Seasonal variation in the input of atmospheric selenium to northwestern Greenland snow
Cited 2 time in
- Seasonal variation in the input of atmospheric selenium to northwestern Greenland snow
- Other Titles
- 그린란드 북서부 주상 눈시료에서 복원한 대기 중 셀레늄의 계절 변화
- Lee, Khanghyun
Hur, Soon Do
Chung, Ji Woong
- Selenium; Short term variation; snow pit
- Issue Date
- Lee, Khanghyun, et al. 2015. "Seasonal variation in the input of atmospheric selenium to northwestern Greenland snow". SCIENCE OF THE TOTAL ENVIRONMENT, 526: 49-57.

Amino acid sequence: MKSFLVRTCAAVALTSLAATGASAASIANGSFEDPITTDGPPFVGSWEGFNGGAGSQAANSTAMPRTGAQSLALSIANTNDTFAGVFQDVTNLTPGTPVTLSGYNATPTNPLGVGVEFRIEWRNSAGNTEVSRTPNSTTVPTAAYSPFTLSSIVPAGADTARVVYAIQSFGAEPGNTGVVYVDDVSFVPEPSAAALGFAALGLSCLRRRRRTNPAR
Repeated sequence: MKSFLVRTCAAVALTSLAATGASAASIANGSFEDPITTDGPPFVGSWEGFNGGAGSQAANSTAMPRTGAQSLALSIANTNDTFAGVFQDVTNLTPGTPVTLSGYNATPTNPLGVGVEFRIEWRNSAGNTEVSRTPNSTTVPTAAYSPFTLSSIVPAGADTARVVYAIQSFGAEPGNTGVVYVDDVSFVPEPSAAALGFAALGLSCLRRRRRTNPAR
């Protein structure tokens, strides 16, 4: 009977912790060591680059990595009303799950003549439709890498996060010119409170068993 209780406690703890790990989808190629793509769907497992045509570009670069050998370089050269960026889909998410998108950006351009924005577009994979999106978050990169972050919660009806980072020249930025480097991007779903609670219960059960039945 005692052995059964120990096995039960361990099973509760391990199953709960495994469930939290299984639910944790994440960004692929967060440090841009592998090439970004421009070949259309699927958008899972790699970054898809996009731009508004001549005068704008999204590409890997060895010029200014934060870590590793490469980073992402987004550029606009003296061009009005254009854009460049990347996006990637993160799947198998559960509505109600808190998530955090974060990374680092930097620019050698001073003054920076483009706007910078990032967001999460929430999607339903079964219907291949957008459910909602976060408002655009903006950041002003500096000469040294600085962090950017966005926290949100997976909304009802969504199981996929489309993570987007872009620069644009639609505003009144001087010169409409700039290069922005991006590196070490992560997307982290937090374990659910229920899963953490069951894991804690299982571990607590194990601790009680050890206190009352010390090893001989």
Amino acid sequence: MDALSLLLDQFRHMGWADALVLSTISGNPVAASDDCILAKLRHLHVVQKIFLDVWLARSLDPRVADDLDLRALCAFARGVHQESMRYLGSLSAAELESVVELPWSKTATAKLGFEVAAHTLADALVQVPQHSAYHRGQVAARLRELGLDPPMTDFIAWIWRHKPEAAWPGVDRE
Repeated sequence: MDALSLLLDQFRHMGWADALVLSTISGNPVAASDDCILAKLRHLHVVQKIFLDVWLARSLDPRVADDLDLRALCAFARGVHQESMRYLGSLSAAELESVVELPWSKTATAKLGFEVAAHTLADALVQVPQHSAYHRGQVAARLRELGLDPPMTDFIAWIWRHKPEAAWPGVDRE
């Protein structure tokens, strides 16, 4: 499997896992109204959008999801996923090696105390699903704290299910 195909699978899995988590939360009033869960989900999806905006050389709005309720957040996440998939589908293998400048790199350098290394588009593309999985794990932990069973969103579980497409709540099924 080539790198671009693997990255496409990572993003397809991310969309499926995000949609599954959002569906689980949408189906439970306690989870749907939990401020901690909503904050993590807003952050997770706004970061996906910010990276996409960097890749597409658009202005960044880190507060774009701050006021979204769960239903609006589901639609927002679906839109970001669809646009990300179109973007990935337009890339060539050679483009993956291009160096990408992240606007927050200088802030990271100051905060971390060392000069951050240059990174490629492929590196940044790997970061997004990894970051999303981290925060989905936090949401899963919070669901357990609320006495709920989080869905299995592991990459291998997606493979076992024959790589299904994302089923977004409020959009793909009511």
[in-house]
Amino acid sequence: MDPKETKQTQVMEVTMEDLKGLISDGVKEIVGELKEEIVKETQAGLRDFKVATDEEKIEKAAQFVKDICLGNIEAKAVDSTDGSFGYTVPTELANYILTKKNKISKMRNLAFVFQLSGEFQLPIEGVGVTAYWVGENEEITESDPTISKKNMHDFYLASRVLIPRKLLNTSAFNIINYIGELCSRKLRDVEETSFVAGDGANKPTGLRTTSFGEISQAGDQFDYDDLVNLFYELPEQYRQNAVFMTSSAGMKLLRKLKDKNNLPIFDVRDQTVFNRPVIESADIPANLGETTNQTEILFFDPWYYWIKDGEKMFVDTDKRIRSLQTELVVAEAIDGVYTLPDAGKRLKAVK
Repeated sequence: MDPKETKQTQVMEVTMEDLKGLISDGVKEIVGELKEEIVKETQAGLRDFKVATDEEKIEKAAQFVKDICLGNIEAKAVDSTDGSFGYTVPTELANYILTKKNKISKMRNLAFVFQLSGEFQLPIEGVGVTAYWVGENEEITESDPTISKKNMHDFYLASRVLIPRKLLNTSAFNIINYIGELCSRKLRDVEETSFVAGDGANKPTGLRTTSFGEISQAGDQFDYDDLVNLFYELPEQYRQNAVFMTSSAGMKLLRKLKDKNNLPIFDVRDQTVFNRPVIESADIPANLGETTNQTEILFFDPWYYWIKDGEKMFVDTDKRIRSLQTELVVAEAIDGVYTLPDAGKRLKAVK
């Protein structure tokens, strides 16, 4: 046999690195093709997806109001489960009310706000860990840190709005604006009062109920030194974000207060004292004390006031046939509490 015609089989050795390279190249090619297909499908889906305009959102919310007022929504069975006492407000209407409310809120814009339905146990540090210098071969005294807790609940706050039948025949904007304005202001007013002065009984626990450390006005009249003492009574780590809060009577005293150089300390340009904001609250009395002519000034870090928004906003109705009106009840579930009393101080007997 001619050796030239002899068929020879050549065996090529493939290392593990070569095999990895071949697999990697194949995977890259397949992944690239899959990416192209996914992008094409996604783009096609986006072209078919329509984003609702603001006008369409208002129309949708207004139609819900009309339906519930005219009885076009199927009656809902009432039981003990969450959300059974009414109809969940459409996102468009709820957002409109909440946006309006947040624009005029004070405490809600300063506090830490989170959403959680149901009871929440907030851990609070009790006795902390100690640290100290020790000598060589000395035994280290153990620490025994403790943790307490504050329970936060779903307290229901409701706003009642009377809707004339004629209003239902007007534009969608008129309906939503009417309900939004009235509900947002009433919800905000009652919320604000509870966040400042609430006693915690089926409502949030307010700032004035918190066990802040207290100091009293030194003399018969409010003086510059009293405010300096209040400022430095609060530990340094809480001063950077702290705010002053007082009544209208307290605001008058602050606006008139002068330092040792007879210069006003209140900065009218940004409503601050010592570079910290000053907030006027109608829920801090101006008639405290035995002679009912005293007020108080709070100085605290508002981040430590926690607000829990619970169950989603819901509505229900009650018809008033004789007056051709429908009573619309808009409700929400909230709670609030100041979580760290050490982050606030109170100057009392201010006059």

- Oxygen isotope ratio (δ18O) and concentrations of Al,Na+, methanesulfonic acid(MSA), SO4 2？, andselenium(Se) in a continuous series of 70 snow samples from a 3.2-m snow pit at a site in northwestern Greenland were determined using ultraclean procedures. Well-defined depth profiles of δ18O, Al, and sea-salt-Na+ allowed the determination of chronology of the snow pit that spanned approximately 6 years from spring 2003 to summer 2009. Se concentrations were at a low pg/g level, ranging from 7.2 to 45 pg/g, and exhibited high variability with generally higher values duringwinter and spring and lower values during summer and fall. Very high crustal enrichment factors (EFc) of Se averaging approximately 26,600 for the entire timeperiod indicate a small contribution fromcrust dust. High Se/MSA ratios are generally observed in thewinter and spring snowlayers, in which the Se concentrationswere relatively high (N20 pg/g). This suggests that a significant component of the Se present in the snow layers is of anthropogenic origin. During the summer season, however, high EFc values are accompanied with low Se/MSA, indicating an increased contribution of marine biogenic sources. Significant correlations between Se, Al, and non-sea-salt SO4 2？ highlight that significant inputs of Se to the snow are likely controlled by the seasonality in the transport efficiency of anthropogenic Se fromthe source regions to the site. Based on the seasonal changes in Se concentrations, Se/MSA, and Se/S ratios observed in the samples, the input of anthropogenic Se to the site appears to be governed by the long-range transportation of Se emitted fromcoal combustion in East Asian countries, especially in China.
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